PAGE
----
Guru Movie Review
Cast: Venkatesh, Ritika Singh, Mumtaz sorcar, Nasser
Director: Sudha Kongara Prasad
Venkatesh, Ritika Singh starrer Guru is an extreme games show as well as an essential film with regards to Telugu silver screen.
It’s not regular that you get the chance to see a well-made games show in Telugu and it’s considerably more uncommon to discover a lead on-screen character who is sufficiently generous to give his co-a chance to star take the inside stage. In spite of the fact that it hits every one of the tropes of a games dramatization, Guru does everything with so much honesty and scrupulousness, that it thumps you out in the first round itself before you end up back in the ring.Directed by Sudha Kongara Prasad, the film, which was prior made in Tamil (Irudhi Suttru) and Hindi (Saala Khadoos), additionally sets the format for how to compose a solid female character. The film’s lead on-screen character Ritika Singh pours all her vitality and force into her part so much that you’ll wind up pulling for her some time before she puts on the gloves for her last round in the session.
It’s not quite recently the boxing scenes alone, the on-screen character pulls off a dazzling execution as a “coolie” from Vizag who finds an ability to know east from west and center in her life, because of a boxing mentor. Ritika nails the flippancy and wretchedness of her experience to a great degree well and when she develops as another individual through and through in the wake of identifying with her boxing mentor, she channelises all her wrath a battle an alternate fight in the ring.
Guru portrays the tale of Aditya (Venkatesh), a previous national boxing player turned mentor, who goes to Vizag to choose potential contender for a ladies boxing competition. At the outset, he has no expectations on discover youthful ability in Vizag, however every one of his ideas leave the window when he meets Rameshwari otherwise known as Ramulu (Ritika Singh).He finds a start in her and pushes her to take up boxing. Whatever remains of the story is about how Rameshwari beats all chances to develop as a champion.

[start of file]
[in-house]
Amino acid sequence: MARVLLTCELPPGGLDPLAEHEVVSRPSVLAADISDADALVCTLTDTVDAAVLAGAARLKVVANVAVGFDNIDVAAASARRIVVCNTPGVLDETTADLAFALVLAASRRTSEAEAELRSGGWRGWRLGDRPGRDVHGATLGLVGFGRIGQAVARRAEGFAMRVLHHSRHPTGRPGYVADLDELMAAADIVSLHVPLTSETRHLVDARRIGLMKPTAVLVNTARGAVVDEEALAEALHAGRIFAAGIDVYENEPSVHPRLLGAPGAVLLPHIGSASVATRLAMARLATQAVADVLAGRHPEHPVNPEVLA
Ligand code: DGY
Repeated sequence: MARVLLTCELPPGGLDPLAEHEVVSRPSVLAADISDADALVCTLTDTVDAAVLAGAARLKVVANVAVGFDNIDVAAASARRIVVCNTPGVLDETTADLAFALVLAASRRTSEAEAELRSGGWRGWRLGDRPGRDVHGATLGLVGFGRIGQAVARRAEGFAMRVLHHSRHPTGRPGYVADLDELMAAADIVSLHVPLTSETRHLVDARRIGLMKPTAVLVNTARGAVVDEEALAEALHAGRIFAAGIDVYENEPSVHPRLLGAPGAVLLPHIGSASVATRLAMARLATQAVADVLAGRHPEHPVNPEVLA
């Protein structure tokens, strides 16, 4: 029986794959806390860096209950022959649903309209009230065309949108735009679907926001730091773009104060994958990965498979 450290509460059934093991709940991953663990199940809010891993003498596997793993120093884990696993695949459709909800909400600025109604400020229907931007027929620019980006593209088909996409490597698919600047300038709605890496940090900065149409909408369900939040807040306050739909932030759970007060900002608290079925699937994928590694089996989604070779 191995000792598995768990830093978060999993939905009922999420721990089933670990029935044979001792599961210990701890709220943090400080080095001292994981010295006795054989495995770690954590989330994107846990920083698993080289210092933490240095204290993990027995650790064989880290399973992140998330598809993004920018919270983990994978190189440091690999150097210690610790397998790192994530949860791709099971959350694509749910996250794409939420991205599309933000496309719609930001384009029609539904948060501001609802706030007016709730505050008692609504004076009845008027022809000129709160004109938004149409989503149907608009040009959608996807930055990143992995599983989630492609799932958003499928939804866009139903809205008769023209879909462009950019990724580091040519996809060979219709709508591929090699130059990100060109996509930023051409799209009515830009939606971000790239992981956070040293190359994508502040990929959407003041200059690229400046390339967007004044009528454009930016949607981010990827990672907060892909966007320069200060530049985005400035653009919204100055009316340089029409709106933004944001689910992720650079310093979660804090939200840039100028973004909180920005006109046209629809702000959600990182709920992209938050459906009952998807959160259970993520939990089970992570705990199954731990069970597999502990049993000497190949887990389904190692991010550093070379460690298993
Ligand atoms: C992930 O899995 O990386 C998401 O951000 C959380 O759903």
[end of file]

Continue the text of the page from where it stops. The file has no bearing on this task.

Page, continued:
All the buildup encompassing Venkatesh’s makeover is totally advocated. The performing artist is calm with himself and adheres to the characterisation regardless. All the muscle that he has put on for the part makes him look all the more considerable and Venkatesh makes a tremendous showing with regards to as a mentor who needs to control all his outrage and let go off his inner self for his protege.
This, in any case, isn’t the most amazing feature of Venkatesh’s part in the film. The way that he gives the concentrate a chance to be on Ritika all the time says a lot of how the entire group adhered to the spirit of the story. Also, credit to chief Sudha Kongara Prasad for that.
Having said that, the tone of narrating in Guru deviates a considerable measure from the regular techniques for Telugu film. It’s not simply Venkatesh who winds up in a new domain, however Sudha pushes the gatherings of people too to take a gander at life past the marvelousness of RK Beach and flying creatures eye perspective of Vizag from on Kailasagiri. A critical piece of the story unfurls in a ghetto and it takes us a while to get used to the setting. Similar remains constant for even Ritika Singh’s inflection.During the time spent making progress toward credibility, you can’t resist the urge to feel some kind of separate with the story at first. The Vizag portrayed in Guru takes after the environs of North Madras, which is a smidgen too unsettling in the main demonstration. Be that as it may, the film soon ventures into a well-known turf once the story movements to boxing.
It additionally helps that executive Sudha Prasad gives every one of the characters a backstory, which makes us identify with them in a flash. Aditya is an unpredictable mentor who is battling against the framework and inner legislative issues to discover youthful ability, Rameshwari is from a poor financial foundation who needs to make her mentor pleased, Ponds (played by Nasser) is a result of the framework who has lost all expectation et cetera.
Eventually, the target of each clothes to newfound wealth sports dramatization is to move the watchers and trust that supernatural occurrences do happen.
In Guru, regardless of whether you’re propelled by one lady’s voyage to achieve the highest point of the boxing scene or not, it’s a wonder that the film encases a lot of positive changes that Telugu silver screen needs.
A solid female hero, an on-screen character who doesn’t hoard the spotlight, an executive who outlines her own way without capitulating to excessively numerous adages, and more than whatever else, a conviction that there is a space for such stories too in the midst of many mass performers — this is the thing that Guru champions.
At a run time of just shy of two hours, Guru gives you a lot of stuff to brood upon long after you watch the film. Venkatesh conveys a nuanced execution as a boxing mentor, yet it is Ritika Singh who handles a sucker punch at last. A major thumbs up.